Philosophers: Terrible Spouses

Well, unless they have servants. I'm going to need a servant, I guess. Any volunteers of appropriately submissive temperament? (Not around here, I'll warrant!)


Tom said...

There's something I'm curious about. In the one philosophy course I've taken, the author of the textbook went out of his way to treat any female thinker in history as a philosopher and discuss her ideas, but never mentioned Ayn Rand. The author of the article you linked likewise lists a number of women philosophers, but no Ayn Rand. Why is that? Is it just that Rand isn't considered important? Or not a philosopher? Or is it her philosophy?

Grim said...

Her philosophy, Objectivism, is not taken very seriously by professional philosophers. One problem with it is that it is described as being a closed system whose conclusions are final and not subject to change. Since those conclusions include political and aesthetic judgments, it's hard to believe the claim that she got it right once and for all. (Indeed, I think it's demonstrably impossible that she did.)

Other claims are contested by whole schools of philosophy such as empiricism. She asserts also that objective knowledge can come from induction, which is hugely problematic in and of itself. This is only a partial list of objections to the structure of the philosophy.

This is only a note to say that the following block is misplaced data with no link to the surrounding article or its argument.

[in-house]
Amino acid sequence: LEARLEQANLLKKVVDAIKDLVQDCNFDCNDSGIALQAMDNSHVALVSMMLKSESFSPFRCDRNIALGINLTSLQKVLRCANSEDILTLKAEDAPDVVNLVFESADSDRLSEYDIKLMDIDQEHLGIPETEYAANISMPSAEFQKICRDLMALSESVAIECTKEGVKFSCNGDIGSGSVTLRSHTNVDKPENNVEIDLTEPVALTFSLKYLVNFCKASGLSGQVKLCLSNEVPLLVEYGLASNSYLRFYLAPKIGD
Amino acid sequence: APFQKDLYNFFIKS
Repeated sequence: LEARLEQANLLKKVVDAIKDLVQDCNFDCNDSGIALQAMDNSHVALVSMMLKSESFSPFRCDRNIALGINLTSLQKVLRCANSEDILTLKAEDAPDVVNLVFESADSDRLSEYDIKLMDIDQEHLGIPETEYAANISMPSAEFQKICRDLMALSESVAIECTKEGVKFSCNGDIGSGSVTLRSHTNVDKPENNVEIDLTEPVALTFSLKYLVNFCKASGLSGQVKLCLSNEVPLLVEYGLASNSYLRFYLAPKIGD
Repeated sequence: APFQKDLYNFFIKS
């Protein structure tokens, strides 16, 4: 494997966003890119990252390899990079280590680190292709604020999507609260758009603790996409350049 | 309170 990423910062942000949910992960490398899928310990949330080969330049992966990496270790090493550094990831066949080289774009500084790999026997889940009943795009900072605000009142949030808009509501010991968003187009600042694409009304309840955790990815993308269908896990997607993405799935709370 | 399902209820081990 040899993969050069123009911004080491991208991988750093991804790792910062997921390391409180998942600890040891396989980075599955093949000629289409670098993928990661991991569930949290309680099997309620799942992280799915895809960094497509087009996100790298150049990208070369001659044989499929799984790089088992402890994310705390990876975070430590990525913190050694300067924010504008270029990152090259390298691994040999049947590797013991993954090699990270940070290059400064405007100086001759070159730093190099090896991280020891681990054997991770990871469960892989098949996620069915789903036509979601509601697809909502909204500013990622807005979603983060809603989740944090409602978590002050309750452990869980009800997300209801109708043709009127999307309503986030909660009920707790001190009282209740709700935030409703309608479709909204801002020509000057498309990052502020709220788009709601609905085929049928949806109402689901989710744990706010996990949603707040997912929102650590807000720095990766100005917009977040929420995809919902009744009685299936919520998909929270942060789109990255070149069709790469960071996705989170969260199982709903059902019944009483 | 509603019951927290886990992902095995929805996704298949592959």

In addition, most working philosophers have moral objections to her conclusions. I've heard her discussed occasionally, but normally as a bad example.

David Foster said...

Jean-Jacques Rousseau and Therese, but reminds me of a funny passage in the biography of James Boswell, himself best known as Samuel Johnson's biographer.

It seems that when Boswell was traveling in Europe, he met Therese Lavasseur and they went to bed together. The next morning, as they were riding in a carriage, the following conversation (more or less) took place:

Boswell (feeling very smug about having bedded Rousseau's mistress): Wasn't that the best sex you ever had?

Therese: Not exactly.

Boswell: (looking devastated)

Therese, in a kindly tone of voice: But you have potential. I, myself, will undertake to instruct you. One piece of advice I will give you now. As you travel about, notice how many wonderful things are done by men's *hands*.

(IIRC, Boswell stayed up very late than night in the hope that Therese would fall asleep first)

Ymar Sakar said...

On Ayn Rand, philosophers love debating and trumping competition. So that would motivate them to point out where Rand's a priori principles are wrong or contradictory.

No, I suspect the reason why they would literally avoid her is because her way was something akin to melding religion and philosophy into a lifestyle, not merely a bag of intellectual tricks and theories.

Philosophers avoid talking about how to apply their theories because it requires them to deal with humans, on a psychological level. And humans are messy. Countering her politics would also be pretty messy.

Ymar Sakar said...

A professional philosopher is like a professional Leftist agent provocateur. They have a role in life, but it's not necessarily teaching or improving the civic body.